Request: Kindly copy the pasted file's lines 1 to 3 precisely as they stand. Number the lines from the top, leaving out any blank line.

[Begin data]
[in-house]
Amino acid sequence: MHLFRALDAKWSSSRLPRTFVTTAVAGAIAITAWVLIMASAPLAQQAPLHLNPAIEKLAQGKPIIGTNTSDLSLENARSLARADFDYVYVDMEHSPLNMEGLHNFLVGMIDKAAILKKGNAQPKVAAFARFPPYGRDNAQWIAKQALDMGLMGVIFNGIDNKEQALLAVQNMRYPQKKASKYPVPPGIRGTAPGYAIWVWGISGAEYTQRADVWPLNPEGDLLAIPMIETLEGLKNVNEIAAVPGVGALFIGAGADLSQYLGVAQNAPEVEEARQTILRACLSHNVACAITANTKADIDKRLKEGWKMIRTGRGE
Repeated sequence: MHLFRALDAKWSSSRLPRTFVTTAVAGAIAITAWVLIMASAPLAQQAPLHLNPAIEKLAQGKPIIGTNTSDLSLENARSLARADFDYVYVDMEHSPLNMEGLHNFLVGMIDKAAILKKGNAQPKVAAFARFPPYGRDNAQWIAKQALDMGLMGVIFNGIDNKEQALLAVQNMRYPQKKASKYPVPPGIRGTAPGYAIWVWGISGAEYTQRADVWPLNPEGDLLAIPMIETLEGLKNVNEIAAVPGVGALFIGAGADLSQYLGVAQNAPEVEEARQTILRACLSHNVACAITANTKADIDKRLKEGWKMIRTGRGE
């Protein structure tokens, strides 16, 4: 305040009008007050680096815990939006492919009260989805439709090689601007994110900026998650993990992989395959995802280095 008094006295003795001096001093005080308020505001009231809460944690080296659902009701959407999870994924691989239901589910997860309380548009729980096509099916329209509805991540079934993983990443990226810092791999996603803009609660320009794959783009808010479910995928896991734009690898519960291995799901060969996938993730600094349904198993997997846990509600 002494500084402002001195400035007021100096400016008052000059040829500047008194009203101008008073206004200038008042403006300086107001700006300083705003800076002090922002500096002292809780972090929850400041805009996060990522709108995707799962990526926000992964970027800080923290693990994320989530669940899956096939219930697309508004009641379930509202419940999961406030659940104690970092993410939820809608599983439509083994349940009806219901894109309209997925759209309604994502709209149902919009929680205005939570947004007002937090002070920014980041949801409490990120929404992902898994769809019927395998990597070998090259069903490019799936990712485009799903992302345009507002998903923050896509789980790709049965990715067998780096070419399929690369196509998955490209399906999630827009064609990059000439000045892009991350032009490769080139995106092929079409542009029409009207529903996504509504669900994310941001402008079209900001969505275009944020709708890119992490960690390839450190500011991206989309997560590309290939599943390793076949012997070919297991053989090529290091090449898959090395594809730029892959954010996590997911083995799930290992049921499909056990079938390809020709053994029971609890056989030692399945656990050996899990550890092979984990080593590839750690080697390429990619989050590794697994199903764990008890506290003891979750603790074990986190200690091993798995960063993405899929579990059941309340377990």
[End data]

[in-house]
Amino acid sequence: MHLFRALDAKWSSSRLPRTFVTTAVAGAIAITAWVLIMASAPLAQQAPLHLNPAIEKLAQGKPIIGTNTSDLSLENARSLARADFDYVYVDMEHSPLNMEGLHNFLVGMIDKAAILKKGNAQPKVAAFARFPPYGRDNAQWIAKQALDMGLMGVIFNGIDNKEQALLAVQNMRYPQKKASKYPVPPGIRGTAPGYAIWVWGISGAEYTQRADVWPLNPEGDLLAIPMIETLEGLKNVNEIAAVPGVGALFIGAGADLSQYLGVAQNAPEVEEARQTILRACLSHNVACAITANTKADIDKRLKEGWKMIRTGRGE
Repeated sequence: MHLFRALDAKWSSSRLPRTFVTTAVAGAIAITAWVLIMASAPLAQQAPLHLNPAIEKLAQGKPIIGTNTSDLSLENARSLARADFDYVYVDMEHSPLNMEGLHNFLVGMIDKAAILKKGNAQPKVAAFARFPPYGRDNAQWIAKQALDMGLMGVIFNGIDNKEQALLAVQNMRYPQKKASKYPVPPGIRGTAPGYAIWVWGISGAEYTQRADVWPLNPEGDLLAIPMIETLEGLKNVNEIAAVPGVGALFIGAGADLSQYLGVAQNAPEVEEARQTILRACLSHNVACAITANTKADIDKRLKEGWKMIRTGRGE